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Dodo

Dodo reconstruction (Raphus cucullatus) reflecting new research at Oxford University Museum of Natural HistoryAn artist's picture of a Dodo.DodoA DodoLandscape with birdsA model of a Dodo.Drawing Of a Dodo
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Dodo Facts

Kingdom:
Five groups that classify all living things
Animalia
Phylum:
A group of animals within the animal kingdom
Chordata
Class:
A group of animals within a pylum
Aves
Order:
A group of animals within a class
Columbiformes
Family:
A group of animals within an order
Columbidae
Genus:
A group of animals within a family
Raphus
Scientific Name:
Comprised of the genus followed by the species
Raphus Cucullatus
Type:
The animal group that the species belongs to
Bird
Diet:
What kind of foods the animal eats
Omnivore
Size (H):
How long (L) or tall (H) the animal is
1m (3ft)
Weight:
The measurement of how heavy the animal is
20kg (44lbs)
Life Span:
How long the animal lives for
10 - 30 years
Lifestyle:
Whether the animal is solitary or sociable
Flock
Conservation Status:
The likelihood of the animal becoming extinct
Extinct
Extinct:
When the entire species has disappeared from Earth
mid-late 17th century
Colour:
The colour of the animal's coat or markings
Grey, Black, White, Brown
Skin Type:
The protective layer of the animal
Feathers
Favourite Food:Tambalacoque Fruit
Habitat:
The specific area where the animal lives
Tropical forest
Average Litter Size:
The average number of babies born at once
1
Main Prey:Tambalacoque Fruit
Predators:
Other animals that hunt and eat the animal
Humans, Cats, Dogs
Distinctive Features:
Characteristics unique to the animal
Hooked beak and unable to fly

Dodo Location

Map of Dodo Locations

Dodo

The dodo was a medium-large sized flightless bird that was discovered on the Island of Mauritius in the 1590s and was declared extinct less than a century later, in 1681. Despite the turkey-sized body of the dodo, it is thought to have been most closely related to smaller birds such as doves and pigeons.

The dodo inhabited the tropical forests on the tiny island of Mauritius that is situated in the Indian Ocean. Like the neighbouring island of Madagascar, Mauritius broke away from the African continent when the land first split, causing it's wildlife to be extremely unique and the dodo is no exception.

The dodo had a large body, stubby wings, a small, curved tail, short legs, and a large beak. The feathers of the dodo were grey, black and white in colour and the large curved beak of the dodo is one of it's most distinctive features.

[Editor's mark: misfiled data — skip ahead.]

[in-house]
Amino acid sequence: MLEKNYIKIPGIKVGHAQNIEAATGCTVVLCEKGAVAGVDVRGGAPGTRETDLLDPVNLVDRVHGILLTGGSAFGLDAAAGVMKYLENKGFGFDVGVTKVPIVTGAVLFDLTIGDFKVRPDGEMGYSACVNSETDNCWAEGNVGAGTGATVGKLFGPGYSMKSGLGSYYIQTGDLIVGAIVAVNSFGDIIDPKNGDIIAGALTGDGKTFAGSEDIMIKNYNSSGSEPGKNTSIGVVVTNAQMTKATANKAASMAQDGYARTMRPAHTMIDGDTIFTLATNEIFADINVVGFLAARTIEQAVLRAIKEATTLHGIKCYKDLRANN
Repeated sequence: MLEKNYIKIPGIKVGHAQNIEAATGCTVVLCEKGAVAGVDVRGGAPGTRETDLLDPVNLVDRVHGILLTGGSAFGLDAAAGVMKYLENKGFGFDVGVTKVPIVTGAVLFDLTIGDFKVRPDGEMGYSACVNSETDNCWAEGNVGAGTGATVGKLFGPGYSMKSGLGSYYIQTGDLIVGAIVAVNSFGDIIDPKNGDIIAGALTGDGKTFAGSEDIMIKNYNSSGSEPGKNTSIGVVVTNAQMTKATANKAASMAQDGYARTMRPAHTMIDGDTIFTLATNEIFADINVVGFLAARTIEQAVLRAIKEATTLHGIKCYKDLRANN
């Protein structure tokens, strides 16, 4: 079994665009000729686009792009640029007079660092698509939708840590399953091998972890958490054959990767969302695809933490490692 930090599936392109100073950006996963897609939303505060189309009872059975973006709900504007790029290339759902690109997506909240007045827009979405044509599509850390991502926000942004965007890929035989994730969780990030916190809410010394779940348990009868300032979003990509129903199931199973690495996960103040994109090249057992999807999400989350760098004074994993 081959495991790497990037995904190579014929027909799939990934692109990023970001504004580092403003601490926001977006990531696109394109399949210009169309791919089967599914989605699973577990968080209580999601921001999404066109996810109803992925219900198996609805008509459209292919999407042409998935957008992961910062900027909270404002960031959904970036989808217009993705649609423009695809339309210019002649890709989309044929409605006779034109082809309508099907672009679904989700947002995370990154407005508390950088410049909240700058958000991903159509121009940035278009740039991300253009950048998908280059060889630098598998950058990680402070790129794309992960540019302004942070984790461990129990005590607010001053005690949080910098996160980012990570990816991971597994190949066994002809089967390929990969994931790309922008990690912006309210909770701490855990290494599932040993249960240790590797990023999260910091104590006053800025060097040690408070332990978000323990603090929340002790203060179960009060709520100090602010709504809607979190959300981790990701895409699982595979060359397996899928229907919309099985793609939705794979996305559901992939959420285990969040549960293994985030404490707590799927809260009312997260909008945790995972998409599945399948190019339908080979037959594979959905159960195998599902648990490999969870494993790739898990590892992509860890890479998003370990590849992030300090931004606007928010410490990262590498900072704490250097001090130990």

The dodo is a large sized bird that adapted to a life without large ground-dwelling predators, which led to the dodo to behave quite unusually for a bird. Despite having wings, the dodo was unable to fly as they were quite too small and weak to support the rounded body of the dodo. The dodo was also known to have been fearless of the European invaders which ultimately led to the demise of the species.

The dodo ate ripe fruit that fell to the ground, eating the fruit of the Tambalacoque tree (which is often called the dodo tree). This long-living tree is now in danger of extinction since it depended on the dodo for its own reproduction; its seed can only germinate (sprout) after going through the digestive system of the dodo (the seed has a very thick coating).

In it's native forests on the island of Mauritius, the dodo had no natural predators until humans landed at the end of the 16th century. But it wasn't just the humans that hunted this friendly and docile bird, the dodo along with their nests where hunted by the animals that humans brought with them including dogs, cats and monkeys.

Due to a lack of natural predators, the dodo evolved to making it's nest on the ground where the female dodo would lay a single egg. The incubation period of the dodo egg is estimated to be between 4 and 6 weeks, when the dodo chick would hatch and be reared by it's mother before becoming independent as it grew older.

The dodo was probably thriving on the tiny, safe-haven of Mauritius before it was taken over by European settlers who hunted and ate the dodo, exploiting it's naturally fearless nature. The animals brought along to the island often ransacked the dodo's vulnerable nests, leading to the extinction of the entire species in just over 80 years of human contact.

Dodo Translations

Cesky
Dronte mauricijský
Dansk
Dronte
Deutsch
Dodo
English
Dodo
Español
Dodo
Français
Raphus cucullatus
Hrvatski
Dodo
Italiano
Dodo
עִבְרִית
דודו
Nederlands
Dodo
Magyar
Dodó
日本語
ドードー
Norsk
Dodo
Polski
Drontowate
Português
Dodó
Svenska
Dront
Türkçe
Dodo

Dodo Comments

chris
"Did human hunt dodos on purpose?"
Navya
"Can we bring them back,please........."
LOVE EXICNIT ANIMALS
"I wish they can bring back any extinct animal."
Blake Kirkham
"The dodo dodo is back"
William
"Hope scientists bring them back 1 day"
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First Published: 5th July 2010, Last Updated: 8th February 2017 [View Sources]

Sources:
1. Christopher Perrins, Oxford University Press (2009) The Encyclopedia Of Birds [Accessed at: 05 Jul 2010]
2. David Burnie, Dorling Kindersley (2008) Illustrated Encyclopedia Of Animals [Accessed at: 05 Jul 2010]
3. David Burnie, Kingfisher (2011) The Kingfisher Animal Encyclopedia [Accessed at: 01 Jan 2011]
4. Dorling Kindersley (2006) Dorling Kindersley Encyclopedia Of Animals [Accessed at: 05 Jul 2010]
5. Richard Mackay, University of California Press (2009) The Atlas Of Endangered Species [Accessed at: 05 Jul 2010]
6. Tom Jackson, Lorenz Books (2007) The World Encyclopedia Of Animals [Accessed at: 05 Jul 2010]

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